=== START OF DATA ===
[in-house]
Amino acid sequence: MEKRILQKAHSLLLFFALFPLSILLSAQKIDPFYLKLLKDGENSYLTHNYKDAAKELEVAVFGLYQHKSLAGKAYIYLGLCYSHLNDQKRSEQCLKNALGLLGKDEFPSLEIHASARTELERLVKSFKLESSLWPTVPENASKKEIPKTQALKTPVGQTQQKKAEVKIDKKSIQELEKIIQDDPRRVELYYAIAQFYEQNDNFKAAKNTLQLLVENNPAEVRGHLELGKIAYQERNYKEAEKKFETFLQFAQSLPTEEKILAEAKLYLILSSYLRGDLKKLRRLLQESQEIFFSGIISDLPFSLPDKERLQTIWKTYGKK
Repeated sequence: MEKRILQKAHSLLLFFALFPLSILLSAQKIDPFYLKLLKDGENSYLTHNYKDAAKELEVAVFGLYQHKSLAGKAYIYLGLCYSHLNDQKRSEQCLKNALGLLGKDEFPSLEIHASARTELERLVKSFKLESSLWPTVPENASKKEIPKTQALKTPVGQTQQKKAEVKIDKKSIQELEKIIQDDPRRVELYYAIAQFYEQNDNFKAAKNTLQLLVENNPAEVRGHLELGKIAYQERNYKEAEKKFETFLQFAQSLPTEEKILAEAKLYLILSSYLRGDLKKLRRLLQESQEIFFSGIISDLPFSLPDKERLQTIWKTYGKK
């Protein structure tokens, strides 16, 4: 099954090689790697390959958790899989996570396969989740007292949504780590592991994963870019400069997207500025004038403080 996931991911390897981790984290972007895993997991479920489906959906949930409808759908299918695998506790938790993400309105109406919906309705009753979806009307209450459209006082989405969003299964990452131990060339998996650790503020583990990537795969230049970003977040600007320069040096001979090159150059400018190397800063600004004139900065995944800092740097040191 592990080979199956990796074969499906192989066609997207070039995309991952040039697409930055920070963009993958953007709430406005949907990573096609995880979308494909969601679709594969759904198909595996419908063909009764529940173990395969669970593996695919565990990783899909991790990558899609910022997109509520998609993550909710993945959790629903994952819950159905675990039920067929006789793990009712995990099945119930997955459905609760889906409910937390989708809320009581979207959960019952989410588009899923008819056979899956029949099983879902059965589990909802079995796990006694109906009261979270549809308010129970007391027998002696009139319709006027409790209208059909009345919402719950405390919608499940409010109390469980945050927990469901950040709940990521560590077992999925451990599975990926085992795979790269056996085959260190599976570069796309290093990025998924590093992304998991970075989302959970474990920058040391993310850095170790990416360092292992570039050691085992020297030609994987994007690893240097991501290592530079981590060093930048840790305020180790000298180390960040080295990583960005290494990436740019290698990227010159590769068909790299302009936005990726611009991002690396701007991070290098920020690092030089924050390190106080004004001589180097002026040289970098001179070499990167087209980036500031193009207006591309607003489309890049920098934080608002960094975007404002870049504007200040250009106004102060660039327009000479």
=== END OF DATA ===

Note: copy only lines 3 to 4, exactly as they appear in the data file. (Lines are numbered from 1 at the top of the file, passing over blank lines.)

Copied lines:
Repeated sequence: MEKRILQKAHSLLLFFALFPLSILLSAQKIDPFYLKLLKDGENSYLTHNYKDAAKELEVAVFGLYQHKSLAGKAYIYLGLCYSHLNDQKRSEQCLKNALGLLGKDEFPSLEIHASARTELERLVKSFKLESSLWPTVPENASKKEIPKTQALKTPVGQTQQKKAEVKIDKKSIQELEKIIQDDPRRVELYYAIAQFYEQNDNFKAAKNTLQLLVENNPAEVRGHLELGKIAYQERNYKEAEKKFETFLQFAQSLPTEEKILAEAKLYLILSSYLRGDLKKLRRLLQESQEIFFSGIISDLPFSLPDKERLQTIWKTYGKK
């Protein structure tokens, strides 16, 4: 099954090689790697390959958790899989996570396969989740007292949504780590592991994963870019400069997207500025004038403080 996931991911390897981790984290972007895993997991479920489906959906949930409808759908299918695998506790938790993400309105109406919906309705009753979806009307209450459209006082989405969003299964990452131990060339998996650790503020583990990537795969230049970003977040600007320069040096001979090159150059400018190397800063600004004139900065995944800092740097040191 592990080979199956990796074969499906192989066609997207070039995309991952040039697409930055920070963009993958953007709430406005949907990573096609995880979308494909969601679709594969759904198909595996419908063909009764529940173990395969669970593996695919565990990783899909991790990558899609910022997109509520998609993550909710993945959790629903994952819950159905675990039920067929006789793990009712995990099945119930997955459905609760889906409910937390989708809320009581979207959960019952989410588009899923008819056979899956029949099983879902059965589990909802079995796990006694109906009261979270549809308010129970007391027998002696009139319709006027409790209208059909009345919402719950405390919608499940409010109390469980945050927990469901950040709940990521560590077992999925451990599975990926085992795979790269056996085959260190599976570069796309290093990025998924590093992304998991970075989302959970474990920058040391993310850095170790990416360092292992570039050691085992020297030609994987994007690893240097991501290592530079981590060093930048840790305020180790000298180390960040080295990583960005290494990436740019290698990227010159590769068909790299302009936005990726611009991002690396701007991070290098920020690092030089924050390190106080004004001589180097002026040289970098001179070499990167087209980036500031193009207006591309607003489309890049920098934080608002960094975007404002870049504007200040250009106004102060660039327009000479």